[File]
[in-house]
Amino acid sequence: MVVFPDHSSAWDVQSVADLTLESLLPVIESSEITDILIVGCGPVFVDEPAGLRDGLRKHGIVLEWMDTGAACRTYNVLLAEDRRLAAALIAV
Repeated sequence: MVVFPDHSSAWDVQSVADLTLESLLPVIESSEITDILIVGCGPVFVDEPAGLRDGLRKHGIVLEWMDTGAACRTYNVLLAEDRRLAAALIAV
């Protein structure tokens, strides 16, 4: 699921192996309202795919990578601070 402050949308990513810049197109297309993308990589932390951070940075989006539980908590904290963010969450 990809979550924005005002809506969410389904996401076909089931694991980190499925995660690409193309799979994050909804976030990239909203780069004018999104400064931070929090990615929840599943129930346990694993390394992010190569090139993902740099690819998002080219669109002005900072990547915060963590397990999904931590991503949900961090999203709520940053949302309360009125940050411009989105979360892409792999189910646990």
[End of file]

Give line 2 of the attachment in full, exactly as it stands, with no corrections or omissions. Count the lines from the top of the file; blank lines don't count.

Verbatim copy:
Amino acid sequence: MVVFPDHSSAWDVQSVADLTLESLLPVIESSEITDILIVGCGPVFVDEPAGLRDGLRKHGIVLEWMDTGAACRTYNVLLAEDRRLAAALIAV